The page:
STEP 1 - Do you know what your vitamin D level is? If not, be sure to test today to find out.

STEP 2 – Determine your target level. Are you at your target level? Experts recommend a level of at least 40-60 ng/ml (100-150 nmol/L).

STEP 3 – Need to boost your level? Use the D*calculator to see how much vitamin D it may take to reach your target. Opt for the Loading Dose for a quicker boost.

STEP 4 – Optimize how your body absorbs and utilizes vitamin D with co-nutrients and these simple steps.

STEP 5 – Re-Test! This is an important step to make sure you have reached your target level, and to ensure you are not taking too much! Re-testing after 3-4 months is recommended.

STEP 6 – Adjust, Repeat…

Give your immune system the nutrients it needs to support a healthy you and protect yourself from unnecessary diseases, especially COVID-19.

NEWS ALERT

The first Randomized Controlled Trial on vitamin D and COVID-19 has shown a 96% lower risk of ICU admission for those receiving vitamin D (as 25(OH)D to quickly boost vitamin D blood levels) along with the standard treatment, compared to those receiving standard treatment alone.

These results support many previous observational studies showing a relationship between vitamin D levels and intake and COVID-19 severity.

Review the Latest Nutrient Research for COVID-19

GrassrootsHealth Nutrient Research Institute has launched the new Immune Boost project with the use of our myData-myAnswers nutrient health system that nearly 15,000 people are already using for their health. Specific markers that influence immune health are suggested for testing as part of this project including:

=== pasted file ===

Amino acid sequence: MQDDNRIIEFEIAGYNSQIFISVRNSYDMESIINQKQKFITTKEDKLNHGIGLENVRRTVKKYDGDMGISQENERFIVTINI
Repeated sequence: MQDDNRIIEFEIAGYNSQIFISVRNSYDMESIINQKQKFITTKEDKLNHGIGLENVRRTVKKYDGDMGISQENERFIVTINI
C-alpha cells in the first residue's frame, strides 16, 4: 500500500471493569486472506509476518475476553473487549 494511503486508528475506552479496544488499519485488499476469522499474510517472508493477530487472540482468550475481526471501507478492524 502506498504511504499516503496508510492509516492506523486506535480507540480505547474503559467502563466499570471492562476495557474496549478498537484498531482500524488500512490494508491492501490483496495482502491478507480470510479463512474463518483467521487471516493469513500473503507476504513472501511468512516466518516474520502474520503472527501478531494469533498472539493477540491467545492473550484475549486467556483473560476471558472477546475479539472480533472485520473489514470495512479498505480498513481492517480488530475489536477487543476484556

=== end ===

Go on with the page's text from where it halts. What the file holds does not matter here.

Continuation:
• Vitamin D
  • Omega-3 Index
  • Essential elements magnesium, selenium, and zinc
  • hsCRP

Our goal is to demonstrate how one can use the Nutrient Research Model established by Dr. Robert Heaney to show the effect of vitamin D serum levels of at least 40 ng/ml (100 nmol/L) on risk reduction for all ethnicities in the population. Status and intake of other nutrients will also be analyzed for any type of relationship to immune status and symptom severity. Join the project today!

Please let us know if you're interested in helping sponsor this project.

CLICK HERE for updates and new information about the project.

Through GrassrootsHealth Nutrient Research Institute, you can also test your essential elements magnesium, copper, zinc and selenium, toxins such as lead, mercury and cadmium, as well as your omega-3 levels, inflammation levels and thyroid stimulating hormone (TSH) level. Find out your levels today! Log on to the test selection page (click the link below) to get your tests and see for yourself if your levels can be improved.

Make sure you track your results before and after, about every 6 months!

Click Here to Access the Test Page

How can I track my nutrient intake and levels over time?

To help you track your supplement use and nutrient levels, GrassrootsHealth has created the Personal Health Nutrient Decision System called

For each specific supplement, you can track what days you take it, how much, and many other details.  This will help you know your true supplemental intake and what patterns of use work for you to reach and maintain optimum nutrient levels. Check it out today!